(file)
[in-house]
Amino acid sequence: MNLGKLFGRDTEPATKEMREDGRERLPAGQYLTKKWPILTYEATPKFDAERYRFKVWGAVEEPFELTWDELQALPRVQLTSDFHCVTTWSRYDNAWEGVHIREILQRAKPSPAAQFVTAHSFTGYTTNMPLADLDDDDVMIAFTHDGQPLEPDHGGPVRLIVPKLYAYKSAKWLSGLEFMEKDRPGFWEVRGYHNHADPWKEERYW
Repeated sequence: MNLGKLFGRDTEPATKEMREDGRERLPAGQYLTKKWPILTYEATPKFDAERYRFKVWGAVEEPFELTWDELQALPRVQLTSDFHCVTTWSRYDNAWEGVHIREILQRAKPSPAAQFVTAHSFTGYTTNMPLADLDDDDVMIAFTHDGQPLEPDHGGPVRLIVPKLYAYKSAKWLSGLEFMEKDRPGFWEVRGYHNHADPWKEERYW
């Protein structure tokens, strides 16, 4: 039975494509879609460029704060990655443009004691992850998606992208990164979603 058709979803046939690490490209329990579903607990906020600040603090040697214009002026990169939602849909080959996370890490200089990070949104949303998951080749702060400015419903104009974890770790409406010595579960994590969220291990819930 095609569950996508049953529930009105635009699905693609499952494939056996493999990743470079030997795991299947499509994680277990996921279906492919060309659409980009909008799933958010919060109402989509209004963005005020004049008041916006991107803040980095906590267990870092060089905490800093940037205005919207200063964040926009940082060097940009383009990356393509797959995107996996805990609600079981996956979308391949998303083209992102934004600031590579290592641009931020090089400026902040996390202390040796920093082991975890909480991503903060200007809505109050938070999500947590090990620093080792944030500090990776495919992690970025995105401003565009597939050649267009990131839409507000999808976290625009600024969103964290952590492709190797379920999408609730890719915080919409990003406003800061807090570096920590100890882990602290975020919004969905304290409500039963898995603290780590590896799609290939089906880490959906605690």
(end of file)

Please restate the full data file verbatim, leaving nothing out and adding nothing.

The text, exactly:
[in-house]
Amino acid sequence: MNLGKLFGRDTEPATKEMREDGRERLPAGQYLTKKWPILTYEATPKFDAERYRFKVWGAVEEPFELTWDELQALPRVQLTSDFHCVTTWSRYDNAWEGVHIREILQRAKPSPAAQFVTAHSFTGYTTNMPLADLDDDDVMIAFTHDGQPLEPDHGGPVRLIVPKLYAYKSAKWLSGLEFMEKDRPGFWEVRGYHNHADPWKEERYW
Repeated sequence: MNLGKLFGRDTEPATKEMREDGRERLPAGQYLTKKWPILTYEATPKFDAERYRFKVWGAVEEPFELTWDELQALPRVQLTSDFHCVTTWSRYDNAWEGVHIREILQRAKPSPAAQFVTAHSFTGYTTNMPLADLDDDDVMIAFTHDGQPLEPDHGGPVRLIVPKLYAYKSAKWLSGLEFMEKDRPGFWEVRGYHNHADPWKEERYW
């Protein structure tokens, strides 16, 4: 039975494509879609460029704060990655443009004691992850998606992208990164979603 058709979803046939690490490209329990579903607990906020600040603090040697214009002026990169939602849909080959996370890490200089990070949104949303998951080749702060400015419903104009974890770790409406010595579960994590969220291990819930 095609569950996508049953529930009105635009699905693609499952494939056996493999990743470079030997795991299947499509994680277990996921279906492919060309659409980009909008799933958010919060109402989509209004963005005020004049008041916006991107803040980095906590267990870092060089905490800093940037205005919207200063964040926009940082060097940009383009990356393509797959995107996996805990609600079981996956979308391949998303083209992102934004600031590579290592641009931020090089400026902040996390202390040796920093082991975890909480991503903060200007809505109050938070999500947590090990620093080792944030500090990776495919992690970025995105401003565009597939050649267009990131839409507000999808976290625009600024969103964290952590492709190797379920999408609730890719915080919409990003406003800061807090570096920590100890882990602290975020919004969905304290409500039963898995603290780590590896799609290939089906880490959906605690």